You ARE changing the world, you just hadn't noticed!!
:D

And I was thinking last night of using some of my leftover sauce from last night to make myself a tortilla or two for breakfast, bet I'd get good flavor off them. Thank you for this whole idea, I have only ever used beans and spices in my flat breads.
 
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Back when I had an oven...and a kitchen :/ I used to thicken tomato sauces with roasted veg rather than tomato paste.

Roast whatever veg you were planning on putting in the sauce - onion, garlic, celery, zucchini, carrot, etc. - plus mushrooms. A good amount of mushrooms. Roast until good and caramelized, then blend into a thick paste, adding a tiny bit of water if your blender needs it as you go. Then stir that into your fresh or jarred tomatoes and season.

You get a nice thick, reeeeally flavourful sauce.
 
Jan White
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Not a vegetable, but I sub in chickpeas as a base for stuff quite a bit.

One thing I make in the summer that I really like is a hummus/pesto kinda thing. I call it pusto to gross out my husband :)  I was thinking of ways to make condiments into food, an idea I really liked from one of Carol Deppe's books. I try to get my fats from whole food sources rather than refined oils, so I don't eat traditional pesto.

I put lots and lots of basil, some chickpeas, lemon juice, walnuts, and miso in the food processor until it's thick and smooth. Make sure it's salty and tangy and funky and basily and you're good to go. Really nice mixed into grilled zucchini and adds some calories to make it a meal.
 
Pearl Sutton
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Jan White wrote:

One thing I make in the summer that I really like is a hummus/pesto kinda thing.

I put lots and lots of basil, some chickpeas, lemon juice, walnuts, and miso in the food processor until it's thick and smooth. Make sure it's salty and tangy and funky and basily and you're good to go. Really nice mixed into grilled zucchini and adds some calories to make it a meal.



I do all kinds of terrible things and just call it all hummus if it has a bean base and is a dip type thing. Any vegetable is fair game! My favorite is beans (not just chickpeas, I always do mixes too add more nutrients and flavor) with sweet potato. I don't like sweet flavors too much, so it dilutes down the extra sugar taste for me. Add some hot sweet spices, and oooh, that's tasty.
I love your tomato sauce idea, I'm snagging that one! Sounds like you and I would have fun in a kitchen together :D
 
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My general thinking on this is that if it can be pureed, it can be a sauce. Some things will need thinning; others, thickening. The trick is primarily finding the consistency you like, and the flavor combinations that appeal. Hubs makes a butternut squash ravioli filling that, thinned with a bit of chicken stock, would also make an incredible sauce for poultry or pork.

He also makes board sauces, which are simply sauces made from the fluids left on the cutting board, after the (usually roasted) meat is removed: herbs and seasonings are sprinkled generously on the cutting board, the roasted meat is then placed on top, to 'rest'. After resting, the roast is sliced and removed, and everything left on the board is stirred or blended together,  and served with the meat. The flavors are robust, and divine.
 
Stacy Witscher
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I remember making a chickpea/ tomato pasta sauce based on a Moosewood cookbook recipe that was tasty. Nowadays, that's too much starchy carbs for me, but my vegan kid might like it, minus the cheese.

I also agree with Carla, seasoned purees work beautifully as sauces. I've made a carrot-red pepper puree that we ate with pork roast. You can also fold said purees into some kind of dairy, like whole milk ricotta, cream cheese, creme fraiche. I'm always looking for ways to use more dairy.
 
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Great topic Pearl!! I like how you think about cooking!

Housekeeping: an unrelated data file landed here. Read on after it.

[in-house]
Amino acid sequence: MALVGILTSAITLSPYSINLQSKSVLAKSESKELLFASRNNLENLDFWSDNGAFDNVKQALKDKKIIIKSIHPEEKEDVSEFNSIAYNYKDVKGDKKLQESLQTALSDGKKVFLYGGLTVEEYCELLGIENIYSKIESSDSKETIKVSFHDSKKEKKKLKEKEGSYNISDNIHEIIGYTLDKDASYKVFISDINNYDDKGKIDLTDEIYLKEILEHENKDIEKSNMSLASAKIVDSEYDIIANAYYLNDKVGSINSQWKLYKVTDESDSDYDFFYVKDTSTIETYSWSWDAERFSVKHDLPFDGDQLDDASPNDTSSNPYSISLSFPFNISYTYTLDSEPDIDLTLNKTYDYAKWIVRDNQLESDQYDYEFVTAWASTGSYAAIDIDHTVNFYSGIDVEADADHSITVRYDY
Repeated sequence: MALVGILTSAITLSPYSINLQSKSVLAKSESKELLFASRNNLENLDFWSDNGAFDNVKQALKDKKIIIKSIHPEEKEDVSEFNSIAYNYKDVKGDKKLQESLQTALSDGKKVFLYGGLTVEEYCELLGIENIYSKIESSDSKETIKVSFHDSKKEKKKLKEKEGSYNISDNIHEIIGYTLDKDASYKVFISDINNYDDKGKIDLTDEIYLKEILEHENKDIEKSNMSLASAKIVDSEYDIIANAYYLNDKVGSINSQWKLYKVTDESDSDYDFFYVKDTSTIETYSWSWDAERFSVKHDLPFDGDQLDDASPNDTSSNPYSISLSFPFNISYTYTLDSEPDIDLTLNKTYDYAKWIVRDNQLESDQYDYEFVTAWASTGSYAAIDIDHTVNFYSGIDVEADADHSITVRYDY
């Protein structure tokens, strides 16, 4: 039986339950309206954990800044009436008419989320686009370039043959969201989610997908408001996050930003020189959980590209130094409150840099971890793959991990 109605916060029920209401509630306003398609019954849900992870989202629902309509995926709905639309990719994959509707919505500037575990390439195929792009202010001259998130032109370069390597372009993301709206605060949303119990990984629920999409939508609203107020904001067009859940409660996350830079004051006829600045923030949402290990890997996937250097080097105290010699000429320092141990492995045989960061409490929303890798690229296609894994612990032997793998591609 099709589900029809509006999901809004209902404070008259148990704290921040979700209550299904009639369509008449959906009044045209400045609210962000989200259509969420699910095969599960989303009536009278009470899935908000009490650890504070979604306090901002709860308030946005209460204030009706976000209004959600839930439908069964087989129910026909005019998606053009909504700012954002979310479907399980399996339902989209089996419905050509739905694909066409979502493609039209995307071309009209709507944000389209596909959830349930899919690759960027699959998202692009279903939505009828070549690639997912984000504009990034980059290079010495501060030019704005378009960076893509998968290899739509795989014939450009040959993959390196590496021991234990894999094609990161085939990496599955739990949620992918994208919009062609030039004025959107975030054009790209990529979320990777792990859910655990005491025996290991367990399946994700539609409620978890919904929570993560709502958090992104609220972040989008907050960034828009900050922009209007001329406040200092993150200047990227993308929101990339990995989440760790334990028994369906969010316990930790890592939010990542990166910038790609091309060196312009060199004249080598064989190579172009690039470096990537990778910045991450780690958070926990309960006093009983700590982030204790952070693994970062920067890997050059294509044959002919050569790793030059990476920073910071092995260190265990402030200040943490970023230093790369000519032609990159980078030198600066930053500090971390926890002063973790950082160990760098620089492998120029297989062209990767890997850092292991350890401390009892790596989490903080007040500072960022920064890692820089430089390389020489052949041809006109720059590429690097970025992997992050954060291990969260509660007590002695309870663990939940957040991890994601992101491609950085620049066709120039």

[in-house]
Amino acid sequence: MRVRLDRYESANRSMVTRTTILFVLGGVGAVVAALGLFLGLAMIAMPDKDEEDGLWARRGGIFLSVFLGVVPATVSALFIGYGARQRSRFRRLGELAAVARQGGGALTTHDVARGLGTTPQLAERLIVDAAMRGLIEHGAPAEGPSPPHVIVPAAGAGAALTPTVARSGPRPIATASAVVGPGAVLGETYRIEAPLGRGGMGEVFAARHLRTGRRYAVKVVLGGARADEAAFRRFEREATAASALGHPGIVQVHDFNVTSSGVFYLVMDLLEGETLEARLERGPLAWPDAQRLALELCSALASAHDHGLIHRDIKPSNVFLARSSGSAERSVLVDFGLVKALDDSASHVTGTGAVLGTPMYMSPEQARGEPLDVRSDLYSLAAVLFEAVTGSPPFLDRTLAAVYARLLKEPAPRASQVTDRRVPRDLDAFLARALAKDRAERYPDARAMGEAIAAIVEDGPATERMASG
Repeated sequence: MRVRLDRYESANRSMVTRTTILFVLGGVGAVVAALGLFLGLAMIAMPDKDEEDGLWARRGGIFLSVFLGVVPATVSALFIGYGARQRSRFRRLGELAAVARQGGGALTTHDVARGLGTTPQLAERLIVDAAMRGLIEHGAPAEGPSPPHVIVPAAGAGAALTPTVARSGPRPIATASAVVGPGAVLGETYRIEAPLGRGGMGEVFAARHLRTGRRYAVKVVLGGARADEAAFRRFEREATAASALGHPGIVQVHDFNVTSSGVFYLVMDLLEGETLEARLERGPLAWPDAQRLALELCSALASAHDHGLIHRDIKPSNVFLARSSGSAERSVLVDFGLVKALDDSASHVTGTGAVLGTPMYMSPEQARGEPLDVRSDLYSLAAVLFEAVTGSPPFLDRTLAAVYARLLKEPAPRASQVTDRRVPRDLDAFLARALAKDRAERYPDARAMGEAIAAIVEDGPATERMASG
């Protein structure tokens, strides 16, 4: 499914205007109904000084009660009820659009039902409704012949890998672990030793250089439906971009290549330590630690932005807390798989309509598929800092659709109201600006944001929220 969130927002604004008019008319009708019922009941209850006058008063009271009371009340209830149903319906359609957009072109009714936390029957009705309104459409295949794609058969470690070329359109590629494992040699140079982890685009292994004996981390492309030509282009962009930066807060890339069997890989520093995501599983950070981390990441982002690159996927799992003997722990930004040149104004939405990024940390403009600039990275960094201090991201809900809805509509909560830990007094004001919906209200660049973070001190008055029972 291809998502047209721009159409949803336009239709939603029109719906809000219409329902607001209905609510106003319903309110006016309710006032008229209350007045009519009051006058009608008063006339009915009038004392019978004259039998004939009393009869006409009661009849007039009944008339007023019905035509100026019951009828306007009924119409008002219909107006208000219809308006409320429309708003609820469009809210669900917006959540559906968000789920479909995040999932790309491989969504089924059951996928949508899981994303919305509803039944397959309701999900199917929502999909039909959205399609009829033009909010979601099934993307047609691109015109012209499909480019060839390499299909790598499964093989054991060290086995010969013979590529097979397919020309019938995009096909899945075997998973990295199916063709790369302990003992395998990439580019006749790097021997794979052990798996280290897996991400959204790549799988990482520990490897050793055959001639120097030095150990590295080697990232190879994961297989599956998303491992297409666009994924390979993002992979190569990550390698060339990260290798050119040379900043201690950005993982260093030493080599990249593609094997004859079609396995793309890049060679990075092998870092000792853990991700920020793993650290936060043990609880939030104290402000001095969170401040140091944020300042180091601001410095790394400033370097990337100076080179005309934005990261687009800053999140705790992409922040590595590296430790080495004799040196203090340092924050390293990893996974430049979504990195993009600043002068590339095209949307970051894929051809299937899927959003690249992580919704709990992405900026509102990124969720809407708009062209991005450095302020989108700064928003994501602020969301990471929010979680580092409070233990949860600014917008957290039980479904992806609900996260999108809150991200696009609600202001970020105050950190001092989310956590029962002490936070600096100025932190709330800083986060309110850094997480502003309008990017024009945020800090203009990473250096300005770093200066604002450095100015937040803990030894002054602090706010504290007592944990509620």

You all have made a great start so it's not easy to add things, but here goes...

Flirting with veganism a few times, once or twice with a raw food twist, sharpened my cooking skills. That's actually what kept me entertained long enough to keep at it for a while. I appreciated how the restrictions made me more creative and I really enjoyed finding out how people pushed the boundaries in order to keep enjoying delicious foods.

The basis for a lot of vegan cheeses and such is often raw cashew nuts, soaked overnight. (Raw foodies often soak almost all their nuts in order to remove a substance that makes them hard to digest -- I bet it's the same thing that keeps them from sprouting too early.) Soaked raw cashews puree up into a really nice "creamy" thick sauce that you can use like cream sauces. Having a really, really, really good and powerful blender helps a lot. Actually it helps making a really fine puree out of anything. But cashews win the "creamy" contest. If cashews aren't in the budget, then you can try pureeing whatever peeled nuts you have on hand to try, remember to soak overnight first.

No one has mentioned so far the humble potato. Here people spend all winter long having cream-less cream soups based on potatoes, and they've usually got a bunch of leeks thrown in too, white part only. (I know a soup is not a sauce, but hey, the point is potatoes have thickening power and can form a sauce base, even if you thin it to cream soup consistency. Anyway, back to the soup...) Add whatever garden veggie you like for your featured flavor to your potato and leek base, puree it, and you've got dinner. (A little fried garlic and olive oil drizzled on the top is heavenly. And fry a couple of 1/4-slices of bread in the leftover oil you fried the garlic in and put those on top too... Ooops I'm getting carried away. Anyway, Basque cooking is famous for focusing on the flavors of the main ingredients, and they don't use herbs at all (OK, maybe some parsley) and almost no spices. You'd be surprised (I was) how much you can taste the quality of the potatoes, leeks and carrots (let's say if your carrots are what you used for flavoring) if you don't add in too many other ingredients or herbs and spices. One of my first Basque homey dinners featured one of these soups, delicious by the way, accompanied by a very long, animated 5- or 6-way conversation about which of the neighboring valleys the potatoes must have been grown in and how new or old they were, judging by the taste of the soup... I was like, "umm, they're potatoes." But eventually I began to notice the subtleties, and now I too argue about these things. Oh and one more note, chop up your leftover leek greens real fine and feed them to your chickens, and the yolks of their eggs will take on a beautiful orange color, and they will taste like heaven.